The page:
Of all the days to meet with the Congressional Black Caucus, President Joe Biden probably should have avoided Tuesday.
After all, it’s not that Tuesday was a day with a lull in the president’s schedule. In the morning, he attended a memorial service in the Capitol Rotunda for U.S. Capitol Police Officer William “Billy” Evans, who was killed in an attack on April 2 when a man rammed his car into two police officers along the perimeter fencing around the Capitol and then emerged from his car with a knife.
The man was shot dead, but not before delivering fatal injuries to Evans.
It’s worth noting Biden’s comportment during the memorial service was genuinely admirable and affecting, and this is coming from an individual who’s developed a mordant eye-roll for anyone who tries to push any shopworn permutation of how our current president is a “uniter” or “healer” dripping with the milk of human compassion. (As Biden himself might say: “Come on, man.”)
“Your son, your husband, your brother, your dad was a hero,” Biden told Evans’ family during the service, according to NBC News. “You are going to make it by holding each other together. By holding Logan and Abigail as tightly as you can. As long as you have them, you have Billy.”
When Evans’ 7-year-old daughter dropped a toy — a model of the U.S. Capitol — Biden picked it off of the ground and handed it to her. Unlike the words of a speech, that’s the kind of act you can’t calculate. It appeared for one day, at least, Biden would be a uniter and healer.
And then he made poorly calculated decision to spend Tuesday afternoon meeting with several senior members of the Congressional Black Caucus tied to the anti-Semitic, anti-white hate-preacher Louis Farrakhan, the leader of the Nation of Islam and a man who was lionized by the man who killed Officer Evans.
Yes, apparently, our president couldn’t even make it through the entire calendar day without thoroughly defiling a bit of human goodwill he’d legitimately earned. I’m not sure whether to be impressed or depressed.
According to Fox News, at least three of those Democrats who met with Biden — Reps. James Clyburn of South Carolina and Sheila Jackson Lee of Texas, along with Sen. Raphael Warnock of Georgia — have, at one time or another, offered praise and/or support to Farrakhan and the black separatist Nation of Islam.
Evans’ killer, 25-year-old Noah Green, described himself as a “Follower of Farrakhan” on his Facebook page and referred to Farrakhan as “Jesus.”
It’s unclear what role, if any, Farrakhan’s teachings played in inspiring the attack. Profiles of Green paint him as a troubled man who, as Washington Post reporters Emily Davies, Justin Juvenal and Michael E. Miller wrote, had apparently “slid into deep religiousness and paranoia that left family and friends concerned about his mental state in recent years.”
There’s no clear chicken-and-egg relationship involving Green’s mental state and Farrakhan’s teachings; or, for all we know, it could have been a feedback loop where each one amplified the other.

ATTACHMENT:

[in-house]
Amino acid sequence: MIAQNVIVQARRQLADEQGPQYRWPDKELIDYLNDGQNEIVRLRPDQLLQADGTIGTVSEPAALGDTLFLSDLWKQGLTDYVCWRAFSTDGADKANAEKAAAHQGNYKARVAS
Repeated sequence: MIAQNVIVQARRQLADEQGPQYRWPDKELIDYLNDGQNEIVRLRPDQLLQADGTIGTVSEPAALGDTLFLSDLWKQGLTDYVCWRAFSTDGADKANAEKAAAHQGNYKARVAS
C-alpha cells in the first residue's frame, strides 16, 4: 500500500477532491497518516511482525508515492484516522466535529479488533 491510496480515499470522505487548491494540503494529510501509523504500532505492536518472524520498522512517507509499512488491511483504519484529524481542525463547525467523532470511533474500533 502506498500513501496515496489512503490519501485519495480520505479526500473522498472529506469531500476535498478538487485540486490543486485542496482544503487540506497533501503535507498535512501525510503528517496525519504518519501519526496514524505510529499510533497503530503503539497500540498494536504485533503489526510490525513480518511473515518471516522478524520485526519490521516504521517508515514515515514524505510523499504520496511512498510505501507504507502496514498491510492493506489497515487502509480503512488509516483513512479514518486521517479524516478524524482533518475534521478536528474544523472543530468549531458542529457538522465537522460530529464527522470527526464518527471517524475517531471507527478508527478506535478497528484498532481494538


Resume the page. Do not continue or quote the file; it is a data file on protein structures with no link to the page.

However, that doesn’t change the fact Farrakhan’s hateful teachings are singularly mephitic among American preachers of any stature. He’s called Jewish people “termites” and once told a 1985 crowd, according to The Weekly Standard, that, “Don’t you forget, when it’s God who puts you in the ovens, it’s forever!” The year before, according to The Washington Post, he said, “Hitler was a very great man.”
Of course, how great could Hitler have been if the Jewish people brought him to power? Because Farrakhan has claimed that, too: “The Jews have been so bad at politics they lost half their population in the Holocaust,” he said in 1998, according to the U.K.-based The Guardian. “They thought they could trust in Hitler, and they helped him get the Third Reich on the road.”
You might think Democrats would drop Farrakhan these days, considering he’s no friend of progressive causes like homosexuality — and guess who’s to blame for the gender fluidity craze?
“The Jews were responsible for all of this filth and degenerate behavior that Hollywood is putting out: Turning men into women, and women into men,” Farrakhan said in a 2018 speech, according to the Anti-Defamation League.
And while Farrakhan hates the Jews in particular, fret not — he also hates the non-melinated in general: “White people are potential humans — they haven’t evolved yet,” he said in 2000, according to The Guardian.
This is someone who has spent almost four decades in the spotlight saying truly cretinous, hateful things, changing little with the times and never apologizing for any of it. And yet, while the Democratic Party and most of the left has kept Farrakhan and the Nation of Islam at arm’s length at the very least, they’ve mostly been exceptionally indulgent with black Democrats who have embraced him.
Case in point: The three members of the Congressional Black Caucus who met with Biden on Tuesday.
As House Majority Whip, Clyburn is the third-highest ranking Democrat in the lower chamber of Congress, just behind House Speaker Nancy Pelosi and Majority Leader Steny Hoyer.
Biden arguably wouldn’t be president without Clyburn, either. During the battle for the Democratic presidential nomination, Biden put up two disastrous beginning performances in the Iowa caucuses and the New Hampshire primary, finishing fourth and fifth with 14 percent and 8 percent of the vote, respectively. Biden also came in a disappointingly distant second in the Nevada caucuses, where Vermont Sen. Bernie Sanders amassed twice the vote he did.